This study has several limitations. An open-label design instead of a blinded, placebo-controlled design will be used in this nationwide multicentric study due to limited funding support. Although an open-label trial [34] reflects real clinical circumstances more effectively than a blinded trial and maintains the advantages of randomized allocation and blinded outcome assessors, the therapy recommended for the control arm can be considered an active control, as the intervention of duloxetine involves an add-on therapy, the effect of placebo may not be well perceived. As a result, VAS in the duloxetine arm may be underestimated; however, limited impact on primary outcome is assumed as any pain score other than 0 on the VAS at 12 weeks after HZ onset will be established as PHN. Although lower VAS is expected for the duloxetine arm, the incidence of PHN may not be significantly influenced by the absence of placebo. Even so, randomized, blinded, placebo-controlled clinical trials are needed. The study period in this trial is limited to 12 weeks; consequently, little is revealed about the long-term preventive effectiveness of duloxetine. Similarly, the maximum dosage of duloxetine was set at 60 mg per day, and this study does not address whether a higher dosage would have a more significant advantage or what dosage is optimal in the prevention of PHN. For safety reasons, immunosuppressed patients will not be included in the current study. Further investigation is needed for that population.

Trial status

This protocol version 1.1 (2020/04/10) has been approve by the IRB of Beijing Tiantan Hospital Affiliated to Capital Medical University. We plan to begin trial recruitment on August 1, 2020. We estimate that the study will need to continue for 3 years to reach the intended goal of 750 participants. Hence, recruitment for this PROCESS trial is expected to complete by September 30, 2023.

Abbreviations

PHN:

Postherpetic neuralgia

HZ:

Herpes zoster

VZV:

Varicella zoster virus

TCA:

Tricyclic antidepressants

VAS:

Visual analogue scale

PD:

Pain diary

AE:

Adverse events

SAE:

Serious adverse events

SF-12:

Short-Form Health Survey

PGIC:

Patient Global Impression of Change Scale

PSQI:

Pittsburgh Sleep Quality Index

DSMB:

Data Safety Monitoring Board

WHO:

World Health Organization

QoL:

Quality of life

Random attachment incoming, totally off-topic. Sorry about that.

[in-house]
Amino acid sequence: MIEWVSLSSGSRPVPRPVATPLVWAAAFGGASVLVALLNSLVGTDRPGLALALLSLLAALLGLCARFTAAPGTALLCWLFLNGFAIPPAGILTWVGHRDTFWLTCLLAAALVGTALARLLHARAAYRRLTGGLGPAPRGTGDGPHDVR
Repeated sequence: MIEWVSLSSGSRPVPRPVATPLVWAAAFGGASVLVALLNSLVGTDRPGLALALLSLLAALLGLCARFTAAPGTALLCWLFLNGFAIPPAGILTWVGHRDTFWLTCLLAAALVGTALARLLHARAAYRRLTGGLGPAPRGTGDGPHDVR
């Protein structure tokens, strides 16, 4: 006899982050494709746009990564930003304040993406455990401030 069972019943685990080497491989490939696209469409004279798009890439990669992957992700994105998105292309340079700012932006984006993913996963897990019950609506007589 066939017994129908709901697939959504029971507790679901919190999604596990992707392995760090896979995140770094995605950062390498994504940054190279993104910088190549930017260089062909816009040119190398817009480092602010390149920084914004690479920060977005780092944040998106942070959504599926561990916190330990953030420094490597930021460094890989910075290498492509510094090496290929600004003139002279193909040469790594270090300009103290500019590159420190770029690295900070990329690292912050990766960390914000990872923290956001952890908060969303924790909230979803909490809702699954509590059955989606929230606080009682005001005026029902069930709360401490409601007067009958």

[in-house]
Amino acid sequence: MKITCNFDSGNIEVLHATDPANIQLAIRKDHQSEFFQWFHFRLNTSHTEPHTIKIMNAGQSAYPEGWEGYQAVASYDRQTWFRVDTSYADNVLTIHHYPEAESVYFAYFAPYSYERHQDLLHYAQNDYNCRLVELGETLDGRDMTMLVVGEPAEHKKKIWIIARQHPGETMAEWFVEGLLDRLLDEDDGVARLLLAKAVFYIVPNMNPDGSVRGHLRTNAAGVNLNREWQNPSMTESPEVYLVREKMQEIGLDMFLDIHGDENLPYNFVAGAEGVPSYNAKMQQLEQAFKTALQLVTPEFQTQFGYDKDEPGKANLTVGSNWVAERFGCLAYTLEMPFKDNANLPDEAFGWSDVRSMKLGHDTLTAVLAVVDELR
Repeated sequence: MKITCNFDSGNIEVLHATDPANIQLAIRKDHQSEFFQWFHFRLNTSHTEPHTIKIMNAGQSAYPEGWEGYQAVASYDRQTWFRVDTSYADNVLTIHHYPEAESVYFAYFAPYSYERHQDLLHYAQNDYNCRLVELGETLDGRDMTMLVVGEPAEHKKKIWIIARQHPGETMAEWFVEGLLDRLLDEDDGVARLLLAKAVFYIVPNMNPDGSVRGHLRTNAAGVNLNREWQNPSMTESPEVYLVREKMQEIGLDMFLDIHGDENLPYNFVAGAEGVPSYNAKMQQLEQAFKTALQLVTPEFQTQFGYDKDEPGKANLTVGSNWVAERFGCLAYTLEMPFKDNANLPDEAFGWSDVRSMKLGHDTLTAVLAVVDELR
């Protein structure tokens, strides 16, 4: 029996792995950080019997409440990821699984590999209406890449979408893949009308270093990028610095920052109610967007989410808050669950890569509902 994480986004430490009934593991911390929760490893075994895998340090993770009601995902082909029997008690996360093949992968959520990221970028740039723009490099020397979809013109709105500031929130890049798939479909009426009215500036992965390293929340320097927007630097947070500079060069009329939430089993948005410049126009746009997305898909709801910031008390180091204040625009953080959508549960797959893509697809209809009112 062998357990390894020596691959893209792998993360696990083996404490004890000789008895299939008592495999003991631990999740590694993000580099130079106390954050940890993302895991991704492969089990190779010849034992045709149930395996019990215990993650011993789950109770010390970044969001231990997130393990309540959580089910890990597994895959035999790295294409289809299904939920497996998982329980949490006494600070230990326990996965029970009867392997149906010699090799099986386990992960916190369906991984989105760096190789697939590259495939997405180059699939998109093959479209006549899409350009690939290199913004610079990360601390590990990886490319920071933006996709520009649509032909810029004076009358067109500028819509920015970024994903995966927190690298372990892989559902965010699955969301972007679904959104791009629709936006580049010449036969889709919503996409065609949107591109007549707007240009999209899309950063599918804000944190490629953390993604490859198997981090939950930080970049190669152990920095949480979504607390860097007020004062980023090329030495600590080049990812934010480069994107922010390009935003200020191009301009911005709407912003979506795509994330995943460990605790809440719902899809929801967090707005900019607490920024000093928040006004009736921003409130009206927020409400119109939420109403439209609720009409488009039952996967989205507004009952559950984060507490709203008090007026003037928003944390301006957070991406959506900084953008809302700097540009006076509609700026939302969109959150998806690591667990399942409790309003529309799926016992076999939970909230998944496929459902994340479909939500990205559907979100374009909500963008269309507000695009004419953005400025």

IRB:

Institutional Review Board

CC:

Coordinating centre

PI:

Principal Investigator

TSC:

Trial steering committee

DMC:

Data monitoring committee

NE:

Norepinephrine

References

  1. 1.

    Drolet M, Brisson M, Schmader KE, et al. The impact of herpes zoster and postherpetic neuralgia on health-related quality of life: a prospective study. Cmaj. 2010;182(16):1731–6. https://doi.org/10.1503/cmaj.091711.

    Article  PubMed  PubMed Central  Google Scholar 

  2. 2.

    Yang F, Yu S, Fan B, et al. The epidemiology of herpes zoster and postherpetic neuralgia in China: results from a cross-sectional study. Pain Ther. 2019. https://doi.org/10.1007/s40122-019-0127-z.

  3. 3.

    Lu L, Suo L, Li J, Pang X. A retrospective survey on herpes zoster disease burden and characteristics in Beijing. China Hum Vaccines Immunother. 2018;14(11):2632–5. https://doi.org/10.1080/21645515.2018.1489193.

    Article  Google Scholar 

  4. 4.

    Yu SY, Fan BF, Yang F, et al. Patient and economic burdens of postherpetic neuralgia in China. Clin Outcomes Res. 2019;11:539–50.

    Article  Google Scholar 

  5. 5.

    Forbes HJ, Thomas SL, Smeeth L, et al. A systematic review and meta-analysis of risk factors for postherpetic neuralgia. Pain. 2016;157(1):30–54. https://doi.org/10.1097/j.pain.0000000000000307.

    Article  PubMed  Google Scholar 

  6. 6.

    Johnson RW, Rice ASC. Postherpetic neuralgia. N Engl J Med. 2014;371(16):1526–33. https://doi.org/10.1056/NEJMcp1403062.

    CAS  Article  PubMed  Google Scholar 

  7. 7.

    Schutzer-Weissmann J, Farquhar-Smith P. Post-herpetic neuralgia – a review of current management and future directions. Expert Opin Pharmacother. 2017;18(16):1739–50. https://doi.org/10.1080/14656566.2017.1392508.

    CAS  Article  PubMed  Google Scholar 

  8. 8.

    Williams WW, Lu PJ, O’Halloran A, et al. Surveillance of vaccination coverage among adult populations - United States, 2014. MMWR Surveill Summ. 2016;65(1):1–36. https://doi.org/10.15585/mmwr.ss6501a1.

    Article  PubMed  Google Scholar 

  9. 9.

    Langan SM, Smeeth L, Margolis DJ, Thomas SL. Herpes zoster vaccine effectiveness against incident herpes zoster and post-herpetic neuralgia in an older US population: a cohort study. PLoS Med. 2013;10(4). https://doi.org/10.1371/journal.pmed.1001420.

  10. 10.

    Tseng HF, Smith N, Harpaz R, Bialek SR, Sy LS, Jacobsen SJ. Herpes zoster vaccine in older adults and the risk of subsequent herpes zoster disease. JAMA - J Am Med Assoc. 2011;305(2):160–6. https://doi.org/10.1001/jama.2010.1983.

    CAS  Article  Google Scholar 

  11. 11.

    Muñoz-Quiles C, López-Lacort M, Orrico-Sánchez A, Díez-Domingo J. Impact of postherpetic neuralgia: a six year population-based analysis on people aged 50 years or older. J Inf Secur. 2018;77(2):131–6. https://doi.org/10.1016/j.jinf.2018.04.004.

    Article  Google Scholar 

  12. 12.